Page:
Let Justice Be Done
In the 2012 adaptation of Tolstoy’s Anna Karenina, which beautifully tells of how Anna fell in love with Alexei, there is a scene I find most striking. At the Oblonsky dinner, Count Alexei Alexandrovich Karenin, the husband of Anna Karenina makes a remark in response to a statement made. Now without boring you with too much details of the story, here’s a backdrop of events to help you put things in context.
The novel is woven around the extramarital affair of Anna Karenina and a young handsome man who also bears her husband’s name — Alexei. At the Oblonsky dinner, of which the diners include Anna’s husband and brother, an awkward conversation ensues. The discuss drifts towards the story of a man A, who fought and killed another man B, as a matter of honor and defending his wife’s honor. Alexei asks the table if the lover (man B) had killed the husband (man A), ‘would that have preserved the wife’s honor too?’. A lady responds saying “Still not many of us can say our lover died for love”. To which Count Alexei coldly retorts “Love? Thou shalt not covet thy neighbor’s wife!”.
Now this utterance comes more than halfway through the movie when the viewer has developed some sympathy for the protagonist, as is often the intention of most storytellers. With that sympathy comes the pandering to the feelings of the lovers. We indulge them. We see them as innocent victims of circumstance and Count Alexei (and the rest of society) the villain for refusing to condone their affair. That is until Anna’s husband makes that proclamation. One that is definitive, especially when taking into consideration the strong place Christianity held at the time.
When the viewer is reminded of the commandment, it serves as a violent wake-up call. In the calm austere voice in which it is said, it is loud and silences all dissenting voices. It stands and slays all arguments put before it. ‘Thou shalt not covet thy neighbor’s wife’, or as I would rather it be put ‘Do not let thyself lust after thy neighbor’s wife’.
As puritanical as this may appear, the purpose of this piece is not to discuss the morality of extramarital romantic enterprises — whether based on love or lust. I wish to borrow from the story’s narrative to draw attention to the absoluteness of Law — and Justice.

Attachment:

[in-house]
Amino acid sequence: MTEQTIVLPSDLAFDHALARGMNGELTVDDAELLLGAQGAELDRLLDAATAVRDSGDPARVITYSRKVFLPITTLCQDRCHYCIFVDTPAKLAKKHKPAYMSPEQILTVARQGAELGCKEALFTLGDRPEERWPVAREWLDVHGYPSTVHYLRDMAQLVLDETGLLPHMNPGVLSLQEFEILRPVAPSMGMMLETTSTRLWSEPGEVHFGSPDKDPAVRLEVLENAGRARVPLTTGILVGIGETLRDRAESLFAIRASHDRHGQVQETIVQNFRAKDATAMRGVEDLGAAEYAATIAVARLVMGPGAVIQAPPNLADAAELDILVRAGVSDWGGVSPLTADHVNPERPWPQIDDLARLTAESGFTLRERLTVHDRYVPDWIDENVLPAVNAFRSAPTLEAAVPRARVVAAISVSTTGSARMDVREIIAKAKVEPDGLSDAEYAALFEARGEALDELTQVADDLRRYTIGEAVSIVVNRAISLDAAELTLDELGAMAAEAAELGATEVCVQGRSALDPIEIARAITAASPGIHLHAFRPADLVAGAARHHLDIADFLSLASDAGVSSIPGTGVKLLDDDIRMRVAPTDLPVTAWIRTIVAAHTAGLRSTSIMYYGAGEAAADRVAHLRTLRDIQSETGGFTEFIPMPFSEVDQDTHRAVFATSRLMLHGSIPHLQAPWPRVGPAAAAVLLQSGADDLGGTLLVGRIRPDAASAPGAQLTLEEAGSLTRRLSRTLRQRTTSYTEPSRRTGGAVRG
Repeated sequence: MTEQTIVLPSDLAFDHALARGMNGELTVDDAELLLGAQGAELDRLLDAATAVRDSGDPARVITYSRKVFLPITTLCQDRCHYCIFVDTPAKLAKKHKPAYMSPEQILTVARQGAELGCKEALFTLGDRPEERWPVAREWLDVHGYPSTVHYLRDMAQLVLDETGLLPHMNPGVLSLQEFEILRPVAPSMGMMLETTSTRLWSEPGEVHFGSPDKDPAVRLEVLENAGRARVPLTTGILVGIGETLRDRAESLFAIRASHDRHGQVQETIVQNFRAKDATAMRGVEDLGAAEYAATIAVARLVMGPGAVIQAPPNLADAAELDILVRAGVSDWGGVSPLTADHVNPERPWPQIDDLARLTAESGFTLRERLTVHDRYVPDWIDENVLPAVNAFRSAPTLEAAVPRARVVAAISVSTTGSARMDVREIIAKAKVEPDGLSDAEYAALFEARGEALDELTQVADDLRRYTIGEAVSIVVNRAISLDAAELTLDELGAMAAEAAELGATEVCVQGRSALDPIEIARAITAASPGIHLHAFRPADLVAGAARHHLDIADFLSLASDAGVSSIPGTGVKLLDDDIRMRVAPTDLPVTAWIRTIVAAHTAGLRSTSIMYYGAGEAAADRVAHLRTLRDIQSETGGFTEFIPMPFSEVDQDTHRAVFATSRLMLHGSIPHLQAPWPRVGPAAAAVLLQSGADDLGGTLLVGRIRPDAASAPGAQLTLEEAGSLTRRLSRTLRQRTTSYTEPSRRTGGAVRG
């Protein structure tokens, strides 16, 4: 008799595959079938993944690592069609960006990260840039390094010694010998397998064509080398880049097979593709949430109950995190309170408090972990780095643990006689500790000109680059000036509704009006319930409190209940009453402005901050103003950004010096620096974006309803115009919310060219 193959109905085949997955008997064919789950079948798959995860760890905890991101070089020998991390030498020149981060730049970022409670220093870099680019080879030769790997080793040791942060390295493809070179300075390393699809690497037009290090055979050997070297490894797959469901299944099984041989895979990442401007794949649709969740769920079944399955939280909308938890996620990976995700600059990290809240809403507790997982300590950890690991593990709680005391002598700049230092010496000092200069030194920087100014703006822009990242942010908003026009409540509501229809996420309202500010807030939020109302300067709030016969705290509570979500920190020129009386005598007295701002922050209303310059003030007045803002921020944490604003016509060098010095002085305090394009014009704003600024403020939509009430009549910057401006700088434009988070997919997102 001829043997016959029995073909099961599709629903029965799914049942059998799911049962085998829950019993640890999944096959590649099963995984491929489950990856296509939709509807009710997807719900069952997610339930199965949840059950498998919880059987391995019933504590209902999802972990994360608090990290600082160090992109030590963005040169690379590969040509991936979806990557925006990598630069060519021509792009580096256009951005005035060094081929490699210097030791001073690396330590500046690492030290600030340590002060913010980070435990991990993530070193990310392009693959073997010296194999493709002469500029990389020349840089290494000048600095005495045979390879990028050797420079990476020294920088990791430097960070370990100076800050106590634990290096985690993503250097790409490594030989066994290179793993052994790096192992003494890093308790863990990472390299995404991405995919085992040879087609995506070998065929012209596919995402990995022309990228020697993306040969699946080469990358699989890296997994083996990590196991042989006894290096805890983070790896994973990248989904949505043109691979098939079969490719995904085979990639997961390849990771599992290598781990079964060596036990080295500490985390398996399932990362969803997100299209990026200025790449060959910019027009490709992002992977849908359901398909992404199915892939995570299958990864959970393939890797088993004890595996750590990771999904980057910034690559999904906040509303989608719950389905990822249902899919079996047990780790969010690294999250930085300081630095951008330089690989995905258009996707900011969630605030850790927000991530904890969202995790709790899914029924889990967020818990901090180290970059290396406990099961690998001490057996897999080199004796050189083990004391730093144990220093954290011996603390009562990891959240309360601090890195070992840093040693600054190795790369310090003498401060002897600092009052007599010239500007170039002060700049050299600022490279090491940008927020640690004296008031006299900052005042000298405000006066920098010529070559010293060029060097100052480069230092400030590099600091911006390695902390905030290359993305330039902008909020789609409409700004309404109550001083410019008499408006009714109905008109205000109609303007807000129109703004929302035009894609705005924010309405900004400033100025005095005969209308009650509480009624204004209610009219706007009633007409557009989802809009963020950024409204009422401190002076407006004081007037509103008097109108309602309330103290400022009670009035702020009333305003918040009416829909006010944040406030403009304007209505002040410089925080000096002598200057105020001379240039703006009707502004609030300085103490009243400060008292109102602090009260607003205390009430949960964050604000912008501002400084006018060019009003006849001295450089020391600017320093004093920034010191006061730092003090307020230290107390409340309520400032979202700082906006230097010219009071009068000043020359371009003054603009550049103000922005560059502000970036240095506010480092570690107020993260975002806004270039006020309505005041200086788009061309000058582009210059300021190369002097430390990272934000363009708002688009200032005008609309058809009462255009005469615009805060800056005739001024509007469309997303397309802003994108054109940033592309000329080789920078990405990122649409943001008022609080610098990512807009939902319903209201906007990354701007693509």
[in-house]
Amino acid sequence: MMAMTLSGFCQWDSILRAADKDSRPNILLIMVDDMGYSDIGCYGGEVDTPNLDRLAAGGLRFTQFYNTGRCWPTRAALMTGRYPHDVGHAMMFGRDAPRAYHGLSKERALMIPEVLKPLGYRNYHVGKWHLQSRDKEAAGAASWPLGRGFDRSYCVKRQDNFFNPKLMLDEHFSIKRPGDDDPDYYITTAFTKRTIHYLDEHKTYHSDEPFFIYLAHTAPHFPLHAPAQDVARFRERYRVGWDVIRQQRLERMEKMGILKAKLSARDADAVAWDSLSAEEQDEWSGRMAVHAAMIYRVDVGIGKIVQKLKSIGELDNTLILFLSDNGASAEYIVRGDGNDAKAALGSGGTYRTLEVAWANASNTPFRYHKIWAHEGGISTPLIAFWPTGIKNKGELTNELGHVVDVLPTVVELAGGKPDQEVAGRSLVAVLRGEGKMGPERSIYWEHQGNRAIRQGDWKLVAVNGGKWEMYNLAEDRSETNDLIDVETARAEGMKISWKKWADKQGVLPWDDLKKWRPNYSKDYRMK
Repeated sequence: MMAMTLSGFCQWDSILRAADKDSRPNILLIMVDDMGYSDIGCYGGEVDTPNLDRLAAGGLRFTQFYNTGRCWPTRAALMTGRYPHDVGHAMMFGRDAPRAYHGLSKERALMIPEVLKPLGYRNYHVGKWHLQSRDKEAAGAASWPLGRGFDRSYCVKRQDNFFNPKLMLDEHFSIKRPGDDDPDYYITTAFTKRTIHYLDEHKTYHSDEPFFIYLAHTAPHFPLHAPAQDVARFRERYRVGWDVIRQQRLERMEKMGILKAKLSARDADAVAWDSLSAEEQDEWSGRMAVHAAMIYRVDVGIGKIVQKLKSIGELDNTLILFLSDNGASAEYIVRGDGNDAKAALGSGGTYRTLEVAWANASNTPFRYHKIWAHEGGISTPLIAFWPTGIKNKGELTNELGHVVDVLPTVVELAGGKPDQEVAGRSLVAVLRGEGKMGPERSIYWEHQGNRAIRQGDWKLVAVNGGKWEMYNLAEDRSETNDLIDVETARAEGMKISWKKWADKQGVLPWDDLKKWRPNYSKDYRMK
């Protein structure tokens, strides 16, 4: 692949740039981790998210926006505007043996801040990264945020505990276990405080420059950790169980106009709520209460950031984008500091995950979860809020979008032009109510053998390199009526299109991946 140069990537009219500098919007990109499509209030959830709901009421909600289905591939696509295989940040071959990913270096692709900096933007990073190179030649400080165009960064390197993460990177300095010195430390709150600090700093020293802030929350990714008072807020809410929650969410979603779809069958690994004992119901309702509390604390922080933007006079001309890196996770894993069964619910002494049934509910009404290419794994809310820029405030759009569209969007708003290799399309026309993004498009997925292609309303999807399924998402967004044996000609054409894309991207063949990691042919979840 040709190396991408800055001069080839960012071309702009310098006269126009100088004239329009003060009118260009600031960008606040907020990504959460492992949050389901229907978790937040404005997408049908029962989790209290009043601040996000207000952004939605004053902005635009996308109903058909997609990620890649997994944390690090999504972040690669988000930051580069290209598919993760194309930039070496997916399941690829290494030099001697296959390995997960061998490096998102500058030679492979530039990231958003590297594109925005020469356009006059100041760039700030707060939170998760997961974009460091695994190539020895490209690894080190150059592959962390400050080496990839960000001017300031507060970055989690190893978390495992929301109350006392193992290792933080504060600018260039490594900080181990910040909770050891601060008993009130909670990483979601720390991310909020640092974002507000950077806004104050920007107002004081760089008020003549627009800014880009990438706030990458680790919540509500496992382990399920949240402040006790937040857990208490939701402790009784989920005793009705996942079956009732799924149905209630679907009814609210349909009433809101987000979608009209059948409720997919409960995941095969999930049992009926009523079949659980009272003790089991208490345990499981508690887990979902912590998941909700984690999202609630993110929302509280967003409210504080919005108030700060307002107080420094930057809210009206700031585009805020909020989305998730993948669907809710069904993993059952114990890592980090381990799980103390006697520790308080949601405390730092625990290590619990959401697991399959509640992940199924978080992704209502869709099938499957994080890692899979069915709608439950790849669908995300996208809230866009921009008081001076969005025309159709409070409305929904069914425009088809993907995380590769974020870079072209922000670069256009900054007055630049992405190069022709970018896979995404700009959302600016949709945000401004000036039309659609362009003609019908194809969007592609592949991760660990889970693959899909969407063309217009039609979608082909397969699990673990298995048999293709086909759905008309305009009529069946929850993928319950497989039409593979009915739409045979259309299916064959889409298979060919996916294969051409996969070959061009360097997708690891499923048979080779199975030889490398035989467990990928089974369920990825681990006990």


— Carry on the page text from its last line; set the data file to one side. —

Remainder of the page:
The character of Count Alexei, the husband, is one of principle and orderliness. He stands uprightly and works to bring about uprightness. The other Alexei, the lover, is younger and adventure-seeking. In some sense, his behavior can be described as chaotic. He is seen to be flirtatious and a more exciting company.
A relationship with the younger Alexei may seem more desirable, and Anna is proof of this, but, it is not devoid of its risks and the ensuing consequences. You cannot court chaos, however exciting or pleasing, without suffering. You may hear of the tale and sympathize with Anna. You may revel in the fantasy that is their love story. You may wish for Anna’s escape from the menace of society. You may convince yourself that it is love and not lust. You may choose to believe that their actions are based on good and noble intentions. You may justify their actions. You may stand by Anna’s side as one who chooses to stand by the oppressed. But with that simple statement at the dinner table, all falls to naught.
Such is the nature of Justice. Justice remains dispassionate and indifferent. It takes not into account the impulses of the individual, of one’s whims and caprices. It has no place for desires and feelings. It pardons not the good-intentioned nor does it forgive the ignorant. It matters not how pleasant or pleasing a thing is. It matters not how inconveniencing it is. It matters not how easy or difficult it is.
All of man’s preferences do not matter and become irrelevant in the face of Justice. Justice dispenses to each that which is their lot. It carries out this duty with absolute accuracy. It is this unswerving absoluteness that men of old reckoned with the truism: ‘Fiat justitia ruat cælum; Let justice be done though the heavens fall’… and the heavens doth fall!